The fact that a movement designed to help kids have the right to roam free and develop their own sense of self is modeled after a marketing campaign meant to promote a type of farming is not just offensive; it is a perfect sign of the way that even parents with the best intentions can fall under the spell of neoliberal logic.

Kids are not chickens or eggs or assets or objects to manage. Parents don’t let them be outside so they can get Vitamin D and graze on grass. I know that the folks who advocate for free-range parenting don’t think they are treating their kids like farm animals, but their vocabulary certainly is. And, even though the parents in this movement imagine themselves in solidarity with working class parents, the high-brow reference to “free-range” food only serves to highlight the privilege gap.

This neoliberal vocabulary gets in line behind so much of the everyday rhetoric that strips our kids of their humanity. It is used by school boards that analyze the “school-to prison pipeline,” a chilling phrase, made only more disturbing by its inhumane accuracy. It is used in data that references childhood immunizations as protecting resources. It is used anytime our kids are reduced to a statistic, a data set or a market to control.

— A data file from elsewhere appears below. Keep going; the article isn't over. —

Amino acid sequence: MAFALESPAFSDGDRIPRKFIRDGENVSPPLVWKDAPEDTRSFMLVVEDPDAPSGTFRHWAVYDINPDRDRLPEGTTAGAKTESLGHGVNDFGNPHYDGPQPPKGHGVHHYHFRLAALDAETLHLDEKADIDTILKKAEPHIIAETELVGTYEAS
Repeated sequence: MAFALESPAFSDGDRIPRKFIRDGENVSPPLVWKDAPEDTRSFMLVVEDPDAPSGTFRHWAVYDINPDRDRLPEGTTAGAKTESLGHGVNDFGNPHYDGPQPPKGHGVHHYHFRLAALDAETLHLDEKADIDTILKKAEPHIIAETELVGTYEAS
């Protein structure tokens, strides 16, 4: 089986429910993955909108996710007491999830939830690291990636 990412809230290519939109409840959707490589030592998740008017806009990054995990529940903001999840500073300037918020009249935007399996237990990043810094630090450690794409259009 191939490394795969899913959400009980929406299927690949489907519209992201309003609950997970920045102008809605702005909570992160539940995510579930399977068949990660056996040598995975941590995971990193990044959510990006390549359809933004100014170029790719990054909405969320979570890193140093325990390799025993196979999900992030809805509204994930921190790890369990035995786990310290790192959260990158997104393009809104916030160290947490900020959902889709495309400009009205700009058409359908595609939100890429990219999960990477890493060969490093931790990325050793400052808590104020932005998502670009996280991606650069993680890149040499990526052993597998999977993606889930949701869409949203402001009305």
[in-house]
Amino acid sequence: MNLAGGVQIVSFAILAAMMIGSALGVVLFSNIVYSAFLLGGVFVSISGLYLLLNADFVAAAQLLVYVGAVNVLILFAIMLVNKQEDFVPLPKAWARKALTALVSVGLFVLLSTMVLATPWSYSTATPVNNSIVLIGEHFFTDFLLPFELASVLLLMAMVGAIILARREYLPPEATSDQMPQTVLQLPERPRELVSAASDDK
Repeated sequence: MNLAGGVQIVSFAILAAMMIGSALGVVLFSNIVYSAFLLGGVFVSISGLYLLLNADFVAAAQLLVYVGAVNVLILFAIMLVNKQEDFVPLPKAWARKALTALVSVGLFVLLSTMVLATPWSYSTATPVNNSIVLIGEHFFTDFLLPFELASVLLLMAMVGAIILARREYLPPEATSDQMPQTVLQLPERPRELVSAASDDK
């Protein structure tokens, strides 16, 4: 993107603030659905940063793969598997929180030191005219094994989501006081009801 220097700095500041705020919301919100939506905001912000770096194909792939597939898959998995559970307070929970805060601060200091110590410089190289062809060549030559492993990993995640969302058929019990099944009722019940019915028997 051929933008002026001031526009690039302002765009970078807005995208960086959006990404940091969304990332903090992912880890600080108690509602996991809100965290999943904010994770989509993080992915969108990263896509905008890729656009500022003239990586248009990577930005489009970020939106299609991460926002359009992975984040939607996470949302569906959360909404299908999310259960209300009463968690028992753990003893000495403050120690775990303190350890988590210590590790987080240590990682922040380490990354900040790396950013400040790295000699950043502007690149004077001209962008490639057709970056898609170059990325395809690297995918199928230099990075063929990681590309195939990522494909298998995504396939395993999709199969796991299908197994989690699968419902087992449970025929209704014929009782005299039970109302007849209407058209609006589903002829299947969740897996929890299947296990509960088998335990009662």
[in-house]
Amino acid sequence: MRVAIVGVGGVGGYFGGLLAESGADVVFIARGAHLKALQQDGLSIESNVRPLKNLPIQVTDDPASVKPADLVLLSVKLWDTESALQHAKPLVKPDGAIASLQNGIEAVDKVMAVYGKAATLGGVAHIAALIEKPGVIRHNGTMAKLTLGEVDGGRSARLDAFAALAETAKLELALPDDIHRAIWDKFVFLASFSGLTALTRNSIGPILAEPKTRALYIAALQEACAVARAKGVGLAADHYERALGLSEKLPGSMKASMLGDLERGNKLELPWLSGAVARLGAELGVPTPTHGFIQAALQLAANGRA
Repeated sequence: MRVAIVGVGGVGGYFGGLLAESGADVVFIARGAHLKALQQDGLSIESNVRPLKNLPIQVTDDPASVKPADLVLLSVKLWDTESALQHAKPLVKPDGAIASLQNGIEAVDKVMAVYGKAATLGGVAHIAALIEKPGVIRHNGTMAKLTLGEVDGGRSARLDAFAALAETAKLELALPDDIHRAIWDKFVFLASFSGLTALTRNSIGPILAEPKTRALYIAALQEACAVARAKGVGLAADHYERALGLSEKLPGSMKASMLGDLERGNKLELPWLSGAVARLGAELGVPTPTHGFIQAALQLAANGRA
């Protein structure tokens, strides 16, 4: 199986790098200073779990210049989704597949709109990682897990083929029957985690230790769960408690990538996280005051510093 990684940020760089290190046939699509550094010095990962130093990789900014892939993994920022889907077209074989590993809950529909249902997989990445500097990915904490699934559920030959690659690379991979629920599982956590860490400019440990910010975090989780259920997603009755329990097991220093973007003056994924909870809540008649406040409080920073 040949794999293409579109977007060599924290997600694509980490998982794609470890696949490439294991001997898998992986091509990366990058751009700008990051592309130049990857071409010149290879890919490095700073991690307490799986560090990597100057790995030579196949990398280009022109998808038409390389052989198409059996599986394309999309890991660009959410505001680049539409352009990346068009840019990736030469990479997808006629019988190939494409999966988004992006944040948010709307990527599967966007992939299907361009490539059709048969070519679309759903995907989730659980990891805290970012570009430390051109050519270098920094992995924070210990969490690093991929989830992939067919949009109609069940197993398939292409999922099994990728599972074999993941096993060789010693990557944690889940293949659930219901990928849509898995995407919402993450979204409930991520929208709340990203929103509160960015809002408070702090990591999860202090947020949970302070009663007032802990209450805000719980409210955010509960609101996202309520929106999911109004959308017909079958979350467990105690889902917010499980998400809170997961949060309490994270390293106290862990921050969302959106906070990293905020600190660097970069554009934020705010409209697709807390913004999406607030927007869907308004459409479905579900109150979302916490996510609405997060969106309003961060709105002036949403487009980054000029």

As Giroux puts it, “the real issue here is about expanding the possibility for agency and responsibility on the part of children.” When children are not allowed to develop their own place in their world and when their movement in public spaces is criminalized, they lose their identity as young citizens who are active participants in society. “Children are not only removed from social practices that enhance their sense of agency and capacity for diverse social interactions,” Giroux explains, “they are atomized and individualized in ways that turn innocence into a curse.”

So, yes, we need to work with our kids to fight the criminalization of their freedom, but we shouldn’t use neoliberal rhetoric to do it.

Neoliberalism prospers because it contaminates our mindset in increasingly invisible ways. So, a first step in countering it is to think a bit about the words we use to describe our fellow humanity — especially young people. I can think of a few people I might like to see go “free-range,” but none of them are children.

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By Sophia A. McClennen

Sophia A. McClennen is Professor of International Affairs and Comparative Literature at the Pennsylvania State University. She writes on the intersections between culture, politics, and society. Her latest book is "Trump Was a Joke: How Satire Made Sense of a President Who Didn't."